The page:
I am in the process of reading Dr Steve Peters’ book on mind management, ‘The Chimp Paradox’. It comes highly recommended, as Dr Peters is a consultant psychiatrist who has worked since 2001 with the British Cycling team and has obviously taken their achievements to great heights during this time. A ringing endorsement by Sir Chris Hoy is stamped on the front cover of my copy: ‘The mind programme that helped me win my Olympic Golds’.
Dr Peters’ model is for achieving success in life is based around an understanding of the human brain and how it works, and he focuses on three particular parts of the brain (or, as he describes it, three of the seven brains that make up what we usually describe as our brain – the frontal brain (which he calls the ‘Human’ brain), the parietal brain (which he calls the Computer), and the limbic brain, the primitive brain in side each of us, which he calls the ‘Chimp’ brain. It is this brain – the emotional machine within us – that can cause us to act in ways that we think we shouldn’t, and I was very struck when I read this key point he makes at an early point in the book (page 11, in fact): ‘You are not responsible for the nature of your Chimp, but you are responsible for managing it.’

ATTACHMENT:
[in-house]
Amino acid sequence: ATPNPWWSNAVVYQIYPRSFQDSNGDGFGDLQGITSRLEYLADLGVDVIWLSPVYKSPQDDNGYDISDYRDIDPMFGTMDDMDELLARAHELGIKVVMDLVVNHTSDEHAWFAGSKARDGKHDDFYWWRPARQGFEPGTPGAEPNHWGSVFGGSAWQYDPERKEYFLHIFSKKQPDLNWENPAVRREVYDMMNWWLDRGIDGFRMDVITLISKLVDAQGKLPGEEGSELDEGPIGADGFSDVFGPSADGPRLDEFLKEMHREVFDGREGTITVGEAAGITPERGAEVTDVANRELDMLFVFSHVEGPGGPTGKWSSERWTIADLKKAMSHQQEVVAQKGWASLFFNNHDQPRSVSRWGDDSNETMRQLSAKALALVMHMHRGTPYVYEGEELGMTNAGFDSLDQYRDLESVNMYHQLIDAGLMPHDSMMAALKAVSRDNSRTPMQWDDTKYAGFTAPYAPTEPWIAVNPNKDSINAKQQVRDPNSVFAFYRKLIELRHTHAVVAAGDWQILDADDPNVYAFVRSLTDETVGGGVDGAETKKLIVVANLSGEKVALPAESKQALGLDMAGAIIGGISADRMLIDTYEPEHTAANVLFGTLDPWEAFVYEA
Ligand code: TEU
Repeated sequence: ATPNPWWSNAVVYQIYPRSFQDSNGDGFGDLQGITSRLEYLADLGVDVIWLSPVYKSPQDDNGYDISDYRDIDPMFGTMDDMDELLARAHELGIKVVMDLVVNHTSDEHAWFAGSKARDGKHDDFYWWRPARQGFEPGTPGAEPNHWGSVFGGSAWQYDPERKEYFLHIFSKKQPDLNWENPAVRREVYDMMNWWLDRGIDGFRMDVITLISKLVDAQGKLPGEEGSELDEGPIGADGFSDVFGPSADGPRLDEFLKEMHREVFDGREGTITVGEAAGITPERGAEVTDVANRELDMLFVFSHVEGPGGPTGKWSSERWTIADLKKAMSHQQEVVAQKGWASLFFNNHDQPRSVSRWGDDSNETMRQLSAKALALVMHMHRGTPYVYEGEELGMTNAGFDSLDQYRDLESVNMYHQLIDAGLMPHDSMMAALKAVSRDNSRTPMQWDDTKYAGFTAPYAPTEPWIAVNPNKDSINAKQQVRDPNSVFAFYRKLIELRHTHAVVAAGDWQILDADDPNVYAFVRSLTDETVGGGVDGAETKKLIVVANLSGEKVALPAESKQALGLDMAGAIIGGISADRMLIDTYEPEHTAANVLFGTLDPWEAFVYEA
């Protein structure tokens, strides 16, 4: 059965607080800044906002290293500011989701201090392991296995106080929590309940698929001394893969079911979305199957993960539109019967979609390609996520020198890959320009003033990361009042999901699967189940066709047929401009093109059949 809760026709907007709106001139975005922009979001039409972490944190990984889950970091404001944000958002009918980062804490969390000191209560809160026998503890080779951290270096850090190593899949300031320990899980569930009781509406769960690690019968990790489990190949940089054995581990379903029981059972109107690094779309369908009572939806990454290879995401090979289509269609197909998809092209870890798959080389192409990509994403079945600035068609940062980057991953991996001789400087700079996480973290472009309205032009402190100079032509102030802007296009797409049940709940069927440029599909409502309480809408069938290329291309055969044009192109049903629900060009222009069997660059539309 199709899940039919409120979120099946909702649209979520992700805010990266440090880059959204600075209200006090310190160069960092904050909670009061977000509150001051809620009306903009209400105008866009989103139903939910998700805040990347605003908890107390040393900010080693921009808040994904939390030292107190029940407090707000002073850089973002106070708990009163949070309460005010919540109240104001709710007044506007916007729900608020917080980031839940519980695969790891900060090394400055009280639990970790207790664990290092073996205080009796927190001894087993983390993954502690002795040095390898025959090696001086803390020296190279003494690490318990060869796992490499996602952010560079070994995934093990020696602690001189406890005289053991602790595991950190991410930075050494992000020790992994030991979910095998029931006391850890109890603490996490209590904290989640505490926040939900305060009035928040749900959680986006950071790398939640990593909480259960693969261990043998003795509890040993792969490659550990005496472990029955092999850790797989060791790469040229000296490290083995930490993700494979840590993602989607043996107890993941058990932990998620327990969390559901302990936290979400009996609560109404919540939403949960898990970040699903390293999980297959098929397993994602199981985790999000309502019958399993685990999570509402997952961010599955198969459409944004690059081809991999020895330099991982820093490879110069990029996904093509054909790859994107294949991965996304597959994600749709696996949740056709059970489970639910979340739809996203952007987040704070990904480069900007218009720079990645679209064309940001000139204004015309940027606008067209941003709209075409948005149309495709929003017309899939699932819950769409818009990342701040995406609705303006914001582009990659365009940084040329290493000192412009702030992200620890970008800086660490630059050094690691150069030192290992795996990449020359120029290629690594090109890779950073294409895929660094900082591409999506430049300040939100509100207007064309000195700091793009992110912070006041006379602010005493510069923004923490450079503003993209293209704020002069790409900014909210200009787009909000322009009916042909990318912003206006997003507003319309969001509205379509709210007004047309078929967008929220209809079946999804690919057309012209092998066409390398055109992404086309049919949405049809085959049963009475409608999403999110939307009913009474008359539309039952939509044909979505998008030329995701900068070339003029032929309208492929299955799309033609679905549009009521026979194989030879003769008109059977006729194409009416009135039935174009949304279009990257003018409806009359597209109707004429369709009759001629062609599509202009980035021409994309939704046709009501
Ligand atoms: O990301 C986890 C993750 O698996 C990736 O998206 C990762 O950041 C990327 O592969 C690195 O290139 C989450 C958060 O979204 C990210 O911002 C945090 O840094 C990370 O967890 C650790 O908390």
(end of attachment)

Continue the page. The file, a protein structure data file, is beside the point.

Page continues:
He is absolutely right, of course – we need to take responsibility for our actions, and we cannot simply blame someone else, or our ‘natural instincts’, or any such aspect of our emotional being, when we do things which harm others. Nor is it our inalienable right to do whatever we choose, without respecting boundaries, when we are with and around others. It is up to us to manage ourselves. In fact, this concept transfers to society as well – as a social grouping, be it local, or national, or global, we cannot be responsible for the essence of our emotional natures, but we can and should be responsible for managing ourselves and others so that we can all function harmoniously. All too often we shy away from thinking along these lines, for fear that we will impinge on the liberty of our fellow human beings, when in fact we need to recognise that to enable others (and ourselves) to live and work together with ease and freedom, we must manage and work within boundaries.
The concept of society is a fascinating one. Undeniably, we are drawn together as human beings in social groups, and what differentiates us from chimpanzees is the wisdom to learn how to manage these groups. This is what we should be teaching in schools.
Back to Dr Peters’ book now …